Fascism is an authoritarian or totalitarian nationalist political ideology. Fascists seek to organize a nation according to corporatist perspectives, values, and systems, including the political system and the economy. Fascism was originally founded by Italian national syndicalists in World War I who combined extreme right-wing political views along with collectivism. Generally considered far right, the syncretic elements of Fascist ideology make it difficult to classify on a left-right spectrum. Fascists believe that a nation is an organic community that requires strong leadership, singular collective identity, and the will and ability to commit violence and wage war in order to keep the nation strong. It became politically dominant in Italy with the rise to power of Benito Mussolini, inspiring Adolf Hitler to model many of the strategies and tactics of the German Nazi Party on those of the Italian fascists. The word has also become widely applied in ways which denote nearly any promotion of tyranny or unjust oppression.
- The common elements of fascism — extreme nationalism, social Darwinism, the leadership principle, elitism, anti-liberalism, anti-egalitarianism, anti-democracy, intolerance, glorification of war, the supremacy of the state and anti-intellectualism — together form a rather loose doctrine. Fascism emphasises action rather than theory, and fascist theoretical writings are always weak. Hitler's Nazism had rather more theory, though its intellectual quality is appalling. This greater theoretical content is mostly concerned with race, and it was Hitler's racial theories that distinguished Nazism from Italian fascism.
- Ian Adams, in Political Ideology Today (1993)
- Fear and destructiveness are the major emotional sources of fascism, eros belongs mainly to democracy.
- Most people believe the twentieth century was defined by the death struggle of communism versus capitalism, and that fascism was but a hiccup. Today we know better. Communism was a fool's errand, the followers of Marx gone from this Earth; but the followers of Hitler abound and thrive. Hitler, however, had one great disadvantage. He lived in a time when fascism, like a virus, like the AIDS virus, required a strong host in order to spread. Germany was that host, but strong as it was, Germany couldn't prevail. The world was too big. Fortunately, the world has changed. Global communication, cable TV, the internet. Today the world is smaller, and the virus no longer needs a strong host in order to spread. This virus is airborne... One more thing; let no man call us crazy. They called Hitler crazy, but Hitler wasn't crazy. He was stupid. You don't fight Russia and America. You get Russia and America to fight each other, and destroy each other.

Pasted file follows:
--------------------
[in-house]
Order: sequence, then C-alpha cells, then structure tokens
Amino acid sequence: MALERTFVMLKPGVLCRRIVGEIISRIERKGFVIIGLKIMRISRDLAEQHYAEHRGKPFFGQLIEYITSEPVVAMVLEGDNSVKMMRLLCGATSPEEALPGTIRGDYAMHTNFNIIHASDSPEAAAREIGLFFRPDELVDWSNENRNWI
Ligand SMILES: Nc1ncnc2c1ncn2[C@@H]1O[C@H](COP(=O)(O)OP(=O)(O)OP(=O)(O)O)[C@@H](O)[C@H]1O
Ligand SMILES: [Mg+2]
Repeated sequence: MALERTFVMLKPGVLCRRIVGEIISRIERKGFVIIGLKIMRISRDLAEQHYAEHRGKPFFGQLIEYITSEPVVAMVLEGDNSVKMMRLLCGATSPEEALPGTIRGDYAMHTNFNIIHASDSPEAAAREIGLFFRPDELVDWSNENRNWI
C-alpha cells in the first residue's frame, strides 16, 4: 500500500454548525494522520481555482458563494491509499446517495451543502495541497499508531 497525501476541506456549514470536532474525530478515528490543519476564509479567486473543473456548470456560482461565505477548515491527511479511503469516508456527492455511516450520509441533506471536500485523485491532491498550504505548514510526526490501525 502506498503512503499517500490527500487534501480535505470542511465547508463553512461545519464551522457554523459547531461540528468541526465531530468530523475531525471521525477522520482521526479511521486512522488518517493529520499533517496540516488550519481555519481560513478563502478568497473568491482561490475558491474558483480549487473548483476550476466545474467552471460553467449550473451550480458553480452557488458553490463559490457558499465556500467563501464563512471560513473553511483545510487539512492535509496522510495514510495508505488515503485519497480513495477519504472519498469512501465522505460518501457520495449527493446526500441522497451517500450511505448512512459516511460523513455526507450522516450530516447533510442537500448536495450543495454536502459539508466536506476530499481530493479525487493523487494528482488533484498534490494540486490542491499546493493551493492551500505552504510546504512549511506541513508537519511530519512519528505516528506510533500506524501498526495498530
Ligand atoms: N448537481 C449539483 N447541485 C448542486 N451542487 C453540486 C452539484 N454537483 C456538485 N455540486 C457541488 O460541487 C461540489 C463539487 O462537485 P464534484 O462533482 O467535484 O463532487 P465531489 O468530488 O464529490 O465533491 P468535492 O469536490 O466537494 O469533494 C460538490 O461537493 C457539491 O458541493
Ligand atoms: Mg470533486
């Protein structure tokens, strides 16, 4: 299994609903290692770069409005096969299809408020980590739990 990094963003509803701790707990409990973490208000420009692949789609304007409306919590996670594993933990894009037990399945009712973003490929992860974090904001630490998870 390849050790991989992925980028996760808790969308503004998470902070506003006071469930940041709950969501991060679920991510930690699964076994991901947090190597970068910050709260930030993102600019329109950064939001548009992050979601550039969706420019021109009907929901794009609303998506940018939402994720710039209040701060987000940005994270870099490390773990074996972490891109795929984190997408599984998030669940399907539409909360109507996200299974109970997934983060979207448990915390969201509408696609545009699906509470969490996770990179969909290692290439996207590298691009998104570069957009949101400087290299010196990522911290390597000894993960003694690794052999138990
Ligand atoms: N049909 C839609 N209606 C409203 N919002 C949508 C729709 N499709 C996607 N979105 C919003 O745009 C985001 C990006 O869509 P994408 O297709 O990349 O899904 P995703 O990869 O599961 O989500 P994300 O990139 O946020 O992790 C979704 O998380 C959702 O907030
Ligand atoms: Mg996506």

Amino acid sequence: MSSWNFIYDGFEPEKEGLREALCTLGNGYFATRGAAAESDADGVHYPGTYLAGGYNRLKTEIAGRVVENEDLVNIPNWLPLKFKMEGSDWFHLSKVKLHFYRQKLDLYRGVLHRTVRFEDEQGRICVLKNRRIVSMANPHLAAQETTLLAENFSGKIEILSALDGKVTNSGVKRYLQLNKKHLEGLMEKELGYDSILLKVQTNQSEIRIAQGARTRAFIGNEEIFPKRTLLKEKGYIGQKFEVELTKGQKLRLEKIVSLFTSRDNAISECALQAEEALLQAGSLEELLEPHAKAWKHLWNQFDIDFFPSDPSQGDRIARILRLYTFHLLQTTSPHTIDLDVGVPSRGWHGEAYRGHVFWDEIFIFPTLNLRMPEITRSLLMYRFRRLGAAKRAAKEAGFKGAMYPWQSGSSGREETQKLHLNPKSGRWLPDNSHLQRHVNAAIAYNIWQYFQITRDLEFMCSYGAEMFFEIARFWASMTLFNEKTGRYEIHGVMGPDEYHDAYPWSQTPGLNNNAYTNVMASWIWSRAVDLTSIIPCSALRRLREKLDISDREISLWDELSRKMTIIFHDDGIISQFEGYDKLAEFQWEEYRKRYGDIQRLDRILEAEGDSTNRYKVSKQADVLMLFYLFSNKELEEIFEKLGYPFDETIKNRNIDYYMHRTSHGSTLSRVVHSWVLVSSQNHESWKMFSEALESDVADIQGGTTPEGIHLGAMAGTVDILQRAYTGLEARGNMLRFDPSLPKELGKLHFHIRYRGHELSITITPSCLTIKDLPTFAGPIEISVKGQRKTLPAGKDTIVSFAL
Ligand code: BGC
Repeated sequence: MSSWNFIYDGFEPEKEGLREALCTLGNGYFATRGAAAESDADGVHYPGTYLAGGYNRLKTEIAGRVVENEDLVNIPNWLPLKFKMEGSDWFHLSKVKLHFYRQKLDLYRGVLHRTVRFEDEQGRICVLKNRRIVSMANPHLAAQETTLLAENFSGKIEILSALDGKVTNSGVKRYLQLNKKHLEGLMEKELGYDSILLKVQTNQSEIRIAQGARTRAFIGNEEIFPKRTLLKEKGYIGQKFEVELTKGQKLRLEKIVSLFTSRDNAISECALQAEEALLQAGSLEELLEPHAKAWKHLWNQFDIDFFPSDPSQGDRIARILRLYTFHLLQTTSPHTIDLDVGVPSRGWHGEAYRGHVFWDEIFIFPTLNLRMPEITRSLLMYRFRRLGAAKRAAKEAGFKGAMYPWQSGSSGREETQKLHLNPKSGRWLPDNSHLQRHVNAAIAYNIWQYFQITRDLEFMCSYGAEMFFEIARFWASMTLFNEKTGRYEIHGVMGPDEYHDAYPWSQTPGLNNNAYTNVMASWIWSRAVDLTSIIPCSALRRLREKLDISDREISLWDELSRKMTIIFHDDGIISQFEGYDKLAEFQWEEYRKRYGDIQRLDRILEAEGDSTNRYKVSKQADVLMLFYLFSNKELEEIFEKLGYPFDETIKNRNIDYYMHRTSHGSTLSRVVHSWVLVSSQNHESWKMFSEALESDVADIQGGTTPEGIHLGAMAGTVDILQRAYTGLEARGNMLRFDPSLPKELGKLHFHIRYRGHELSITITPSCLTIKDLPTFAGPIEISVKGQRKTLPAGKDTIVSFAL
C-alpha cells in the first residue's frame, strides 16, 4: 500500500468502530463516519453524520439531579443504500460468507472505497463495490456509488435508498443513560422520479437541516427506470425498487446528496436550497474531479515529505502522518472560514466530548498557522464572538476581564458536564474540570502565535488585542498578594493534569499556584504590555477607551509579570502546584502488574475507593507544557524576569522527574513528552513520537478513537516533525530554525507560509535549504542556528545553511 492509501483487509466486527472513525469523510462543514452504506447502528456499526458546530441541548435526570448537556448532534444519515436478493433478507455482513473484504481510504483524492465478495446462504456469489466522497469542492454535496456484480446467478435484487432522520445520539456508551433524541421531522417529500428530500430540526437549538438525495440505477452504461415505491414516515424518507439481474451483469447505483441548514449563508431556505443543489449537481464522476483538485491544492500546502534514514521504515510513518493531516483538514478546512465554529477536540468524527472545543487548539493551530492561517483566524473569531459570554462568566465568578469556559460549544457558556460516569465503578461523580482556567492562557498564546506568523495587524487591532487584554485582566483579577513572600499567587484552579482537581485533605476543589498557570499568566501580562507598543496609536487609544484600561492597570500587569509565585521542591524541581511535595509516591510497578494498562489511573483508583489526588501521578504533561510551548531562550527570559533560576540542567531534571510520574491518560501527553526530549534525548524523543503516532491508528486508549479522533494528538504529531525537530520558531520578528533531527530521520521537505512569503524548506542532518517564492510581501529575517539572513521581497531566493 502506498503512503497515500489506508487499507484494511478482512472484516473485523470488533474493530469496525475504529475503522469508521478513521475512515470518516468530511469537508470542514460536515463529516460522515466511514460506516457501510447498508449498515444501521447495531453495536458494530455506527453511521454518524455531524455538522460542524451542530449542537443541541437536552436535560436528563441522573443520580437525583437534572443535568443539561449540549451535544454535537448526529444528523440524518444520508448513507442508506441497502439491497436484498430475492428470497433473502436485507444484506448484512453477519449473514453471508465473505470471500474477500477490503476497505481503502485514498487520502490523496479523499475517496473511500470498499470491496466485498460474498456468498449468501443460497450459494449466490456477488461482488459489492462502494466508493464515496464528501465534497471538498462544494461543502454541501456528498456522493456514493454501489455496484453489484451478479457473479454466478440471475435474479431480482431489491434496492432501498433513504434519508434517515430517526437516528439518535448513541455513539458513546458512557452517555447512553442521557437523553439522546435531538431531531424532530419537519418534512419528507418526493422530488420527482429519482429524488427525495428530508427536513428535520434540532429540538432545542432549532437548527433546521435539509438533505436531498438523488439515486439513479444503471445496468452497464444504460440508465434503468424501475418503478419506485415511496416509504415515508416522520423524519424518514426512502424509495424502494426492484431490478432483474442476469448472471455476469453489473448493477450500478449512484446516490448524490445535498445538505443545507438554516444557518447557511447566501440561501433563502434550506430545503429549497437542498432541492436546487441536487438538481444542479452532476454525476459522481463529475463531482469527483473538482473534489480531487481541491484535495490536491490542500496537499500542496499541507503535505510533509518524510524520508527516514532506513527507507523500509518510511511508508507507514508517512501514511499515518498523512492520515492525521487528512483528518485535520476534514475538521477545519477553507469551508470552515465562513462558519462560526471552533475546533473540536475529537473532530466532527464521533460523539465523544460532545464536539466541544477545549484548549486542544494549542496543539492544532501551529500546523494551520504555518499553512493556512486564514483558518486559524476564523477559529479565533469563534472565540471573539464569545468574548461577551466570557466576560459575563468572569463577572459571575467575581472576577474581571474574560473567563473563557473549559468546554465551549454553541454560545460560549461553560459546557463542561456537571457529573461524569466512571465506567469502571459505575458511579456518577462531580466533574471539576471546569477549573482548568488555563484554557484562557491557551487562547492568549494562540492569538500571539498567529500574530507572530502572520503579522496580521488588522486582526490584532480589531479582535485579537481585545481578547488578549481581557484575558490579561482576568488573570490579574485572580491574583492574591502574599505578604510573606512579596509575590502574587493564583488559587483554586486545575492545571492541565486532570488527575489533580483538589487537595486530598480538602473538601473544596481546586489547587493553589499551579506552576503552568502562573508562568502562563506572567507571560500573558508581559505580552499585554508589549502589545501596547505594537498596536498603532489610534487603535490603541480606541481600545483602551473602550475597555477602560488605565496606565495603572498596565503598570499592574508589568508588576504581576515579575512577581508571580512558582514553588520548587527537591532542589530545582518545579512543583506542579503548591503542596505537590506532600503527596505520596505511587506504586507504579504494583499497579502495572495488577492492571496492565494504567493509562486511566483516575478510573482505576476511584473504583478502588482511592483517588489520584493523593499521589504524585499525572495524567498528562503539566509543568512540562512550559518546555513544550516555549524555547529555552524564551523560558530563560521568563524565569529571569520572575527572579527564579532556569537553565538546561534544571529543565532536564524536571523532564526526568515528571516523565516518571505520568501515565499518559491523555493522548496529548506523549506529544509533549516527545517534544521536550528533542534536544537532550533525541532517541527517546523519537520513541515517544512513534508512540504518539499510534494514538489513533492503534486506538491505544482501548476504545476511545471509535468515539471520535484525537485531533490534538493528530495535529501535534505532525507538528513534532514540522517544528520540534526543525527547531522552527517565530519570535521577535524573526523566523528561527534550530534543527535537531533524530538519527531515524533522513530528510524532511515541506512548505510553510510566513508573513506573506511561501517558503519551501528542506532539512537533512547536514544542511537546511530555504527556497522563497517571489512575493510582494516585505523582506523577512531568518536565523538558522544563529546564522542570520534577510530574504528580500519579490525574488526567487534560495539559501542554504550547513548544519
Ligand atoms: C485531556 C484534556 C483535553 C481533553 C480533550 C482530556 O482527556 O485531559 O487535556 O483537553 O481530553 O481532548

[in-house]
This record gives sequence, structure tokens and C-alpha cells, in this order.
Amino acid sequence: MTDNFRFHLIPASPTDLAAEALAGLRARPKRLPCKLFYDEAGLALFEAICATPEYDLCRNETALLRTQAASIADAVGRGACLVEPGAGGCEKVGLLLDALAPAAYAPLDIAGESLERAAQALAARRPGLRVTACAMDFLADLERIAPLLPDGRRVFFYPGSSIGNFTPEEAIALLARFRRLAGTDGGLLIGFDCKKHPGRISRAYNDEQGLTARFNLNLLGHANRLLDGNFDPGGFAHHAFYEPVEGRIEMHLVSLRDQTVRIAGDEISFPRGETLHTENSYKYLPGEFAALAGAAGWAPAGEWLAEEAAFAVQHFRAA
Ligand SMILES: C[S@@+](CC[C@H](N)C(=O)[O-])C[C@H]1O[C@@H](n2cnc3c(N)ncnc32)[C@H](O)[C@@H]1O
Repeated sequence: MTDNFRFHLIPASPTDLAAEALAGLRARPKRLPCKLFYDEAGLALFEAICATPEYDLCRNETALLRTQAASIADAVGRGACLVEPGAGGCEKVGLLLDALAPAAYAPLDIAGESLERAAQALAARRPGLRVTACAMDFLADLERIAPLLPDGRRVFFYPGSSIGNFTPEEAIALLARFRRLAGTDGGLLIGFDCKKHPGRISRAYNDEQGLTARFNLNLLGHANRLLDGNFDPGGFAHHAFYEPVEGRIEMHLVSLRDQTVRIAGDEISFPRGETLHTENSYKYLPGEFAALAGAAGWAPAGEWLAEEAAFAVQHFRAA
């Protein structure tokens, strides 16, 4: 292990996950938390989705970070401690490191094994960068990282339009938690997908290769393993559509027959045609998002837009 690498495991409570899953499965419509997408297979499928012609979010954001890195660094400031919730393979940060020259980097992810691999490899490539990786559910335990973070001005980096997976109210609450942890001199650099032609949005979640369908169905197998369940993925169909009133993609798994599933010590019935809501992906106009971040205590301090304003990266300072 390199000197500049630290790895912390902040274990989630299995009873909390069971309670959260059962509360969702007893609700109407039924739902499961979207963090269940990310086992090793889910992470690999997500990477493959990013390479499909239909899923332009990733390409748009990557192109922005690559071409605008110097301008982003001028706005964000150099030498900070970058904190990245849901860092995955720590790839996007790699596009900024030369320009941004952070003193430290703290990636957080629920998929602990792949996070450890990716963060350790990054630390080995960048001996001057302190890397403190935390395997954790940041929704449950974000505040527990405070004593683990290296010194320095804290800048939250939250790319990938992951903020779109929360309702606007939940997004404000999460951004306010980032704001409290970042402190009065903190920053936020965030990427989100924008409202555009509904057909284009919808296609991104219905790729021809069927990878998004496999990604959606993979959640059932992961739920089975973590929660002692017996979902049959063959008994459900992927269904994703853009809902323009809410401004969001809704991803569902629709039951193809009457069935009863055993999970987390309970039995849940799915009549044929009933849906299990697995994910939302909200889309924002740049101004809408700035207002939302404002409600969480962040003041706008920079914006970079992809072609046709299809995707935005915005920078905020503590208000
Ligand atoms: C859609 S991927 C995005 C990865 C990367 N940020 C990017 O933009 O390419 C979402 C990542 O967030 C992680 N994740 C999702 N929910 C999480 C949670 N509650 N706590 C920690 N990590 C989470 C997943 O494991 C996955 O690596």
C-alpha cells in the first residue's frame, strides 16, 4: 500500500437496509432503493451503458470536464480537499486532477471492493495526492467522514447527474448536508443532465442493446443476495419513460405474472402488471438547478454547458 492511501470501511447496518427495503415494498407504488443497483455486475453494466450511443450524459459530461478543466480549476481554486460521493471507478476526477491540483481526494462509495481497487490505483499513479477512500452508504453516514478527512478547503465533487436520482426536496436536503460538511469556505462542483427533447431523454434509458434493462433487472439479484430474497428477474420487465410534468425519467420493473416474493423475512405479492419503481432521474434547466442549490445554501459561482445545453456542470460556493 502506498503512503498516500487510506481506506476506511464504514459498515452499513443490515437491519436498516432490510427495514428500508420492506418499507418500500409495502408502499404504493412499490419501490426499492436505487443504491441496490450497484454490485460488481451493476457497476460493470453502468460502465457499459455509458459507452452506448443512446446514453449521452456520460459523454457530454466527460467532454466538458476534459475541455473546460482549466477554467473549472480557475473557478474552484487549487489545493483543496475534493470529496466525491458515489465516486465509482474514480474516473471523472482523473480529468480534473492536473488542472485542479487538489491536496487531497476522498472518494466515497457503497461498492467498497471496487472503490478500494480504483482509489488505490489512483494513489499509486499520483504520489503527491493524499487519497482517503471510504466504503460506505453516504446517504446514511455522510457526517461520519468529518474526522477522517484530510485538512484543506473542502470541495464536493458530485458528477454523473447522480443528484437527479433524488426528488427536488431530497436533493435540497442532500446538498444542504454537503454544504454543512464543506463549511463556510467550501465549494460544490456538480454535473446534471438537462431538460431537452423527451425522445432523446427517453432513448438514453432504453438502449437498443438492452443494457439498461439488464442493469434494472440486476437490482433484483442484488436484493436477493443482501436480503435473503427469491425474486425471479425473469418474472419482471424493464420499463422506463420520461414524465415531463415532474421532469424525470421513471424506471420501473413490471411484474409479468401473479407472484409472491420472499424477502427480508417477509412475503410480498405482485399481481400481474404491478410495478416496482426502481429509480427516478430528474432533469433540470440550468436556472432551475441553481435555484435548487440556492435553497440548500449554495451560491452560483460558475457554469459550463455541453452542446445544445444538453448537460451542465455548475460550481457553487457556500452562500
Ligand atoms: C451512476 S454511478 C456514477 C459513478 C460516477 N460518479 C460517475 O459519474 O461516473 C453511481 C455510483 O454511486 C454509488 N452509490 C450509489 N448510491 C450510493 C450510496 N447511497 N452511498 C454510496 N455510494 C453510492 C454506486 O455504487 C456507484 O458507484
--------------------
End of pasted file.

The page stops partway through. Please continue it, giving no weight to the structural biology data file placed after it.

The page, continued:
- People have their fingers broken.
To be insulted by these fascists
Is so degrading and it's no game.
- In spite of Bolshevism’s and fascism’s different attitudes, above all, private property and nationalism, both fascists and antifascists acknowledged common sources and resulting similarities between Bolshevism and fascism, including their revolutionary ideology, their elitism, their disdain for bourgeois values, and their totalitarian ambitions.
- Cyprian P. Blamires, editor, World Fascism: A Historical Encyclopedia, Volume 1, Santa Barbara: CA, ABC-CLIO, Inc. (2006) p.p. 95-96.
- From the point of view of fundamental human liberties there is little to choose between communism, socialism, and national socialism. They all are examples of the collectivist or totalitarian state … in its essentials not only is completed socialism the same as communism but it hardly differs from fascism.
- Ivor Bulmer-Thomas, The Socialist Tragedy (1951), p. 241
- A number of features of Bolshevism and Nazism/Fascism did show striking similarities, including their revolutionary action and proletarian nation theories, leadership principles, one-party dictatorship, and party armies. Hitler publicly acknowledge his debt to the Bolsheviks when, for instance, proposing to make Munich ‘the Moscow of our movement.’
- Cyprian P. Blamires, editor, World Fascism: A Historical Encyclopedia, Volume 1, Santa Barbara: CA, ABC-CLIO, Inc. (2006) p. 96
- What a man! I have lost my heart! … If I were Italian, I am sure I would have been with you entirely from the beginning of your victorious struggle against the bestial appetites and passion of Leninism. … Your movement has rendered a service to the whole world. The greatest fear that ever tormented every Democratic or Socialist leader was that of being outbid or surpassed by some other leader more extreme than himself. It has been said that a continual movement to the Left, a kind of fatal landslide toward the abyss, has been the character of all revolutions. Italy has shown that there is a way to combat subversive forces.
- Fascism was the shadow or ugly child of communism . . . As Fascism sprang from Communism, so Nazism developed from Fascism. Thus were set on foot those kindred movements which were destined soon to plunge the world into more hideous strife, which none can say has ended with their destruction.
- Winston Churchill, The Second World War, Volume 1, The Gathering Storm, Mariner Books (1985) pp. 13-14. First published in 1948.